DIY Electric Car Forums banner
1 - 20 of 23 Posts

·
Registered
Joined
·
926 Posts
Discussion Starter · #1 ·
In starting this thread, I'm going to advance a possible solution to the problem of the limited battery resources being tied up in little used EV conversions and other projects. The wave of EV acceptance is growing at an amazing rate. And, it seems to be nowhere near reaching its crest. If people can't get an EV, they want to build one or convert an existing vehicle. Hence, this Forum. The problem is, in some of these builds and conversions, the batteries are not being used to their maximum potential. Unfortunately, this contributes to skewing the already limited battery supply to a situation of even more scarcity and higher prices. In part, this is normal Economics 101: excess demand, panic buying, hording. etc. Part of the problem is unique to today's batteries

First, some background. Skip this paragraph if you already know about battery life. Batteries as they exist today have a cycle life as well as a calendar life. The batteries die from normal degradation, over time. Seals fail, electrolyte leaks out, contaminants in the materials reduce capacity, corrosion sets in, etc. 8-10 years to a fixed reduced capacity seems to be the normal warranty for current OEM EV lithium batteries. Tesla thinks this might be closer to 25 years for some of their latest batteries. Elon Musk has talked about "million mile" batteries in the future. Let's hope this true and part of a trend for the future. The batteries are going to fail at some point, mostly unrelated to how little they are use. So, if the batteries are used in a little used classic car, or other little-use application, much of the lifetime battery storage capacity is wasted. In the big picture, this drives up the cost of batteries and reduces the number of them available for other uses. These are uses that could make better use of the lifetime battery storage capacity and hasten the reduction of petrochemicals as part of our energy future.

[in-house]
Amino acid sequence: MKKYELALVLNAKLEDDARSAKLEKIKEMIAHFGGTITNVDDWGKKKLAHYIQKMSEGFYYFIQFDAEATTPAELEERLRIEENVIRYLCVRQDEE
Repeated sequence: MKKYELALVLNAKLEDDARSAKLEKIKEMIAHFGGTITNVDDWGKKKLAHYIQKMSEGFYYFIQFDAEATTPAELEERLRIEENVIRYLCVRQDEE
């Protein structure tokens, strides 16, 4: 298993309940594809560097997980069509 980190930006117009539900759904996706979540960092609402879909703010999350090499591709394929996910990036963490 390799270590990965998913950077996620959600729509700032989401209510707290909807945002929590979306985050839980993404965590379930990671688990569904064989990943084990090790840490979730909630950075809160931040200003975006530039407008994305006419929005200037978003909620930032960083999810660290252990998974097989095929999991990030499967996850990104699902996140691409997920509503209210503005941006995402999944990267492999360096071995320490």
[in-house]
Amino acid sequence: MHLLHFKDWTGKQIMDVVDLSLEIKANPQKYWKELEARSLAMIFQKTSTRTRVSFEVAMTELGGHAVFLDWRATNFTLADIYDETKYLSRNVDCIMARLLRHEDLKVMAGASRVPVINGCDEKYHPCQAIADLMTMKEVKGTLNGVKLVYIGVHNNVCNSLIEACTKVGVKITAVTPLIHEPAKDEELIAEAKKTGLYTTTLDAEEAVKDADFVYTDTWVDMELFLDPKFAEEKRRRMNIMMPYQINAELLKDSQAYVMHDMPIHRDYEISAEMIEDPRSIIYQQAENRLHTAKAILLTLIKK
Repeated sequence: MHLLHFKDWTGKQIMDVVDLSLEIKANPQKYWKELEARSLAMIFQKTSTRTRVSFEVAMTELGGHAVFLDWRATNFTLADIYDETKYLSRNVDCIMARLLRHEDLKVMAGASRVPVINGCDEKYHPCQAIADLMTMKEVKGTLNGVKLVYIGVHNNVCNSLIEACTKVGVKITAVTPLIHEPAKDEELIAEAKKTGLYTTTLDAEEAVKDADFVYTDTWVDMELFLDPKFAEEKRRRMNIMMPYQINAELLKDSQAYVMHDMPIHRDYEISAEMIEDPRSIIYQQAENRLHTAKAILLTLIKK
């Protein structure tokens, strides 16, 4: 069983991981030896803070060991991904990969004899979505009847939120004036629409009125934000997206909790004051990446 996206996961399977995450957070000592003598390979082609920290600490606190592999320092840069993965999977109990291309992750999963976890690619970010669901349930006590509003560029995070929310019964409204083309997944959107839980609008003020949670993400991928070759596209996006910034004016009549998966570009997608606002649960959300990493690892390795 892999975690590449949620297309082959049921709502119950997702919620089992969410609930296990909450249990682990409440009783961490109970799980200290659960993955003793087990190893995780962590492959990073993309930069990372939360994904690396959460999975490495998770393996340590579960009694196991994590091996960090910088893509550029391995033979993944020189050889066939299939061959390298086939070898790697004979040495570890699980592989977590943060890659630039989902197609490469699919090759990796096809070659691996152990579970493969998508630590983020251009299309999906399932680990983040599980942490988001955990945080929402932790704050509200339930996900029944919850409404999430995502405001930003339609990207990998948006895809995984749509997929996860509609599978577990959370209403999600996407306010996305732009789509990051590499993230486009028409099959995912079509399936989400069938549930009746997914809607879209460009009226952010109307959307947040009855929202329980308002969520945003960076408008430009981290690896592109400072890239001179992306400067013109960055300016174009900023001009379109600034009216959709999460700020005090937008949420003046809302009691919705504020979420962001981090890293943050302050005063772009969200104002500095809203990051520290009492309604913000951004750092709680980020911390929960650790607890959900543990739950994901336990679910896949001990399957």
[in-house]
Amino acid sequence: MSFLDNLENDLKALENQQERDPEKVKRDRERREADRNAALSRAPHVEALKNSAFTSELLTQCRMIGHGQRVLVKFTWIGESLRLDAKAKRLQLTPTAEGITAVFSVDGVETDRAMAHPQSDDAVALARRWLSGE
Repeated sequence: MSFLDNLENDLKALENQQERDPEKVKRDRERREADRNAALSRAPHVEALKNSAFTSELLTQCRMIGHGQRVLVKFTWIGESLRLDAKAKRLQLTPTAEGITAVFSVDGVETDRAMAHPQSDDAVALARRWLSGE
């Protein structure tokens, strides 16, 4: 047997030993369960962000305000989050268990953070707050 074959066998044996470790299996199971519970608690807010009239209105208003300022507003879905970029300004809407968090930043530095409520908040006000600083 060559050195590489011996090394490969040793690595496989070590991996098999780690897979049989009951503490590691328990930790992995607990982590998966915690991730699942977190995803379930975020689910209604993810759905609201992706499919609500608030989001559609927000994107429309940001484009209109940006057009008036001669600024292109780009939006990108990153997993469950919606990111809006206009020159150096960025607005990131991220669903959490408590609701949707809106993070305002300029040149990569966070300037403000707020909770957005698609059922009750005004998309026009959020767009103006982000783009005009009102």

I propose an idea that has the potential of a win/win/win solution for this problem. Use the converted classic car(or other low-use battery application) as an addition to or a replacement for the Tesla Powerwall and the like. For now, let's call it the Powercar energy option. Off grid solar, wind, or microhydro? Use the otherwise little used batteries in the car for the primary or secondary energy storage. Grid tie solar? Use the car battery for night time use, back-up during outages, grid peak usage sell back, other uses? I suspect the technology is already available for this type of application. If not, somebody should build a safe, convenient way of doing this.